A pensioner smothered her husband of 53 years after he smiled at her when yet another financial problem hit their marriage, a judge has said.
Janet Dunn, 73, snapped and pressed a pillow against 81-year-old husband Anthony’s face in their bedroom, then fled their home in Ponteland, Northumberland, and made a serious attempt to kill herself.
The court heard that experts agreed their relationship was one of coercive control.
The “quiet and shy” great-grandmother was jailed for five years and three months at Newcastle Crown Court after she admitted manslaughter on the grounds of diminished responsibility.
Psychiatrists agreed that, at the time, Janet Dunn was in a depressive episode and anxious, causing her judgment to be substantially impaired.
Peter Glenser QC, prosecuting, said Mr Dunn was known to make grand financial gestures which rarely came off and the couple would borrow money from family which they were unable to repay.
In the period before the killing, they faced having their home of 36 years repossessed.
‘It was the smile that finally caused you to snap’
Judge Paul Sloan, sentencing, said on the morning that she smothered him, it arose that yet again they would have to ask for a loan from a daughter.
He said: “He simply smiled, telling you to go ahead.
“You interpreted that smile as demonstrating a completely uncaring and unfeeling attitude.
“After decades of compliance and submission, it was the smile that finally caused you to snap.
“The anger and frustration you had repressed for years boiled over.”
The couple had three daughters and their middle child died last year aged 47, after which Mr Dunn’s health deteriorated.
He had become more dependent on his wife, worrying if she left him alone, the court heard.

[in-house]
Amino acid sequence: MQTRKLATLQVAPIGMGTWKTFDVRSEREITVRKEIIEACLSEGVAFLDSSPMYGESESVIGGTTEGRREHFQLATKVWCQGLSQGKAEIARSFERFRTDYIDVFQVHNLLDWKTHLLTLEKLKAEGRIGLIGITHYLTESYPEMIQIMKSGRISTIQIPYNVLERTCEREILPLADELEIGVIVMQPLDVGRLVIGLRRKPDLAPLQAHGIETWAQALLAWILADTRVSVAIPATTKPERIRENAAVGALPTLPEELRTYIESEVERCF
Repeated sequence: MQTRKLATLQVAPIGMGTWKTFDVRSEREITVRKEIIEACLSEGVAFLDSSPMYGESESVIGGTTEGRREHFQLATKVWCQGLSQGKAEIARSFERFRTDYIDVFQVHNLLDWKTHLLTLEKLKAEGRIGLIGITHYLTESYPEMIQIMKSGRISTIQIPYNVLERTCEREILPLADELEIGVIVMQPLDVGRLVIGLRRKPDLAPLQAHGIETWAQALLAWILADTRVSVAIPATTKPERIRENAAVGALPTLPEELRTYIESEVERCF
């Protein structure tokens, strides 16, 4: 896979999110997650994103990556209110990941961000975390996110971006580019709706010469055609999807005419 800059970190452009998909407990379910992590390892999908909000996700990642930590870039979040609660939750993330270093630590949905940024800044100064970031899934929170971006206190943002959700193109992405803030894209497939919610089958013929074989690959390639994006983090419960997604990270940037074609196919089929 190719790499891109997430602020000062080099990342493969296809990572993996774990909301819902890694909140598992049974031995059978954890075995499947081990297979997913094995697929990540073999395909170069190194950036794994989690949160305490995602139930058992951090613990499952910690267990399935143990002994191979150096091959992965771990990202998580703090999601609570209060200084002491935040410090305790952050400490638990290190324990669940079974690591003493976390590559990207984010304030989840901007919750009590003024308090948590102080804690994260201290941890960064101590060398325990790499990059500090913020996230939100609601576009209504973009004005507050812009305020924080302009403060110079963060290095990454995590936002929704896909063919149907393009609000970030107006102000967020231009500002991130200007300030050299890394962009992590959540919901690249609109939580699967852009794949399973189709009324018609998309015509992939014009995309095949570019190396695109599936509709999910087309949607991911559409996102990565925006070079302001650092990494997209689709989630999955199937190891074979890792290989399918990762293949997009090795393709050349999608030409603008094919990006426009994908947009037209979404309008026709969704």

Although not violent in their relationship, he had been verbally abusive and said she would be left “treading on eggshells”, particularly earlier in their marriage.
Relationship was one of ‘coercive control’
Mr Glenser said the husband was quick-tempered and liked to be in control of everything.
Psychiatric experts agreed their relationship was one of “coercive control”, the barrister added.
The judge agreed, telling the defendant: “As a result of his behaviour and conduct towards you, your confidence and self-esteem were eroded.”
After smothering her husband, Dunn drove to a nearby lake and tried to kill herself in her Mercedes but was seen, slumped and unconscious, by a dog-walker who raised the alarm, the court heard.
Their two surviving daughters provided victim statements but they were not read out in court.
John Elvidge QC, defending, said: “This is an extraordinary case. The facts and the background that have been uncovered are extremely sad and distressing.”
He added: “In spite of it all, Mrs Dunn did love her husband. She is desperately sorry for taking his life and for what she has done to their daughters.”
Detective Chief Inspector Matt Steel, of Northumbria Police, said: “This has been an incredibly awful case which I’m sure will have shocked the local community, and has resulted in the death of Mr Dunn.
“Our thoughts remain with his family as they continue to come to terms with this tragic incident. This guilty plea will spare them a trial and the added stress that can bring.”